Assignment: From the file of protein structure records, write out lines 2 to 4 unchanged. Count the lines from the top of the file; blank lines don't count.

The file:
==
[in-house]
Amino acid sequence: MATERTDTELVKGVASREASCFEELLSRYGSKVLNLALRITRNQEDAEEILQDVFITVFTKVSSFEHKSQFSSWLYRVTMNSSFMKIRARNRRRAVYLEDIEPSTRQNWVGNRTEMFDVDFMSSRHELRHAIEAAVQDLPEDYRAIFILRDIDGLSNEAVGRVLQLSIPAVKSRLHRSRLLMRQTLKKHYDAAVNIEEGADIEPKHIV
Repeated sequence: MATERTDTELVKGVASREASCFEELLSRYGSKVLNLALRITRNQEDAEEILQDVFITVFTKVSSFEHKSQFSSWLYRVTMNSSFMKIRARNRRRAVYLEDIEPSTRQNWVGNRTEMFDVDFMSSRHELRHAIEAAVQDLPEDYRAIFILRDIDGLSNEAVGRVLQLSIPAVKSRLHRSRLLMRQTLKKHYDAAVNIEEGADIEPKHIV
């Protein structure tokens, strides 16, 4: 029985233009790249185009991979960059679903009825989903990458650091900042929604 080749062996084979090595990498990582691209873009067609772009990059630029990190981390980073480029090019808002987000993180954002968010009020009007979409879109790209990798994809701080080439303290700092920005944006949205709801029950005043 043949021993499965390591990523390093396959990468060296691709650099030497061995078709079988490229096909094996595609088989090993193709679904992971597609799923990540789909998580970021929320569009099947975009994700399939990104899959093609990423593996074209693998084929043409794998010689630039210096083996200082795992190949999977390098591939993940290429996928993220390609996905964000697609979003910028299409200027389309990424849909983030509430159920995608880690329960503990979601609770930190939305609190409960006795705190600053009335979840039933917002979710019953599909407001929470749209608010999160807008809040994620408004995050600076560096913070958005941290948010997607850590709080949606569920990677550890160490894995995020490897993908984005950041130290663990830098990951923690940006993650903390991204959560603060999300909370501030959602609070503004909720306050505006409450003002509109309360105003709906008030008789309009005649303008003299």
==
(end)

Amino acid sequence: MATERTDTELVKGVASREASCFEELLSRYGSKVLNLALRITRNQEDAEEILQDVFITVFTKVSSFEHKSQFSSWLYRVTMNSSFMKIRARNRRRAVYLEDIEPSTRQNWVGNRTEMFDVDFMSSRHELRHAIEAAVQDLPEDYRAIFILRDIDGLSNEAVGRVLQLSIPAVKSRLHRSRLLMRQTLKKHYDAAVNIEEGADIEPKHIV
Repeated sequence: MATERTDTELVKGVASREASCFEELLSRYGSKVLNLALRITRNQEDAEEILQDVFITVFTKVSSFEHKSQFSSWLYRVTMNSSFMKIRARNRRRAVYLEDIEPSTRQNWVGNRTEMFDVDFMSSRHELRHAIEAAVQDLPEDYRAIFILRDIDGLSNEAVGRVLQLSIPAVKSRLHRSRLLMRQTLKKHYDAAVNIEEGADIEPKHIV
């Protein structure tokens, strides 16, 4: 029985233009790249185009991979960059679903009825989903990458650091900042929604 080749062996084979090595990498990582691209873009067609772009990059630029990190981390980073480029090019808002987000993180954002968010009020009007979409879109790209990798994809701080080439303290700092920005944006949205709801029950005043 043949021993499965390591990523390093396959990468060296691709650099030497061995078709079988490229096909094996595609088989090993193709679904992971597609799923990540789909998580970021929320569009099947975009994700399939990104899959093609990423593996074209693998084929043409794998010689630039210096083996200082795992190949999977390098591939993940290429996928993220390609996905964000697609979003910028299409200027389309990424849909983030509430159920995608880690329960503990979601609770930190939305609190409960006795705190600053009335979840039933917002979710019953599909407001929470749209608010999160807008809040994620408004995050600076560096913070958005941290948010997607850590709080949606569920990677550890160490894995995020490897993908984005950041130290663990830098990951923690940006993650903390991204959560603060999300909370501030959602609070503004909720306050505006409450003002509109309360105003709906008030008789309009005649303008003299």